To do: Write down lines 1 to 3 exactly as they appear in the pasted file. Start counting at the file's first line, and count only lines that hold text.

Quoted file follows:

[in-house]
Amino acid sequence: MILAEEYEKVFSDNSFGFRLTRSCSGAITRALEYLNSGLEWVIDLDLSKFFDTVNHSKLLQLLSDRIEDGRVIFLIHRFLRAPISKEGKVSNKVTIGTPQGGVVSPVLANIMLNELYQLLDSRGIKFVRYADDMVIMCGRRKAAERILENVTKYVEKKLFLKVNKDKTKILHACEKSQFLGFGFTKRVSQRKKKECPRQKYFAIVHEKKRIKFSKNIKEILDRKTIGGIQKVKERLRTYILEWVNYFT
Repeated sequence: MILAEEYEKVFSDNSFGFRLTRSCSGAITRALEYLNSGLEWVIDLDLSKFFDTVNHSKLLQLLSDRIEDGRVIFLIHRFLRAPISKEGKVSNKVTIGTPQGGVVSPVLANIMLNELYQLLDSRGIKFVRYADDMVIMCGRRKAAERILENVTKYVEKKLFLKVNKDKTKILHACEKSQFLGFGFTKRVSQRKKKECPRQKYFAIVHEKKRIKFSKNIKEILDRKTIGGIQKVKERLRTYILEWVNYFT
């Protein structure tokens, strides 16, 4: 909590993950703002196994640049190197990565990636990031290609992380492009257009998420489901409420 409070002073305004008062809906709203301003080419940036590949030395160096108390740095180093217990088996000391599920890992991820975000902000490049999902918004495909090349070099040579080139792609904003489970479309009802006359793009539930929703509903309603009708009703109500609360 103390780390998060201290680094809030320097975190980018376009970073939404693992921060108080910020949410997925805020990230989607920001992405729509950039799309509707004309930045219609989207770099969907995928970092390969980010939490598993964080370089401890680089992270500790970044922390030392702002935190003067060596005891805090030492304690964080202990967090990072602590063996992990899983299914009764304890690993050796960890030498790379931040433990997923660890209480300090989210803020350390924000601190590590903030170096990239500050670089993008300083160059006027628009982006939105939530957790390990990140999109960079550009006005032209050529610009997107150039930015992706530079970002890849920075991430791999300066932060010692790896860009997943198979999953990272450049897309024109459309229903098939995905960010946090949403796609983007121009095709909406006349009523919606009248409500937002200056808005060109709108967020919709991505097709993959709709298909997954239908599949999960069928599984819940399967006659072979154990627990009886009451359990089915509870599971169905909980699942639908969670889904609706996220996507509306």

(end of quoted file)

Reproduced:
[in-house]
Amino acid sequence: MILAEEYEKVFSDNSFGFRLTRSCSGAITRALEYLNSGLEWVIDLDLSKFFDTVNHSKLLQLLSDRIEDGRVIFLIHRFLRAPISKEGKVSNKVTIGTPQGGVVSPVLANIMLNELYQLLDSRGIKFVRYADDMVIMCGRRKAAERILENVTKYVEKKLFLKVNKDKTKILHACEKSQFLGFGFTKRVSQRKKKECPRQKYFAIVHEKKRIKFSKNIKEILDRKTIGGIQKVKERLRTYILEWVNYFT
Repeated sequence: MILAEEYEKVFSDNSFGFRLTRSCSGAITRALEYLNSGLEWVIDLDLSKFFDTVNHSKLLQLLSDRIEDGRVIFLIHRFLRAPISKEGKVSNKVTIGTPQGGVVSPVLANIMLNELYQLLDSRGIKFVRYADDMVIMCGRRKAAERILENVTKYVEKKLFLKVNKDKTKILHACEKSQFLGFGFTKRVSQRKKKECPRQKYFAIVHEKKRIKFSKNIKEILDRKTIGGIQKVKERLRTYILEWVNYFT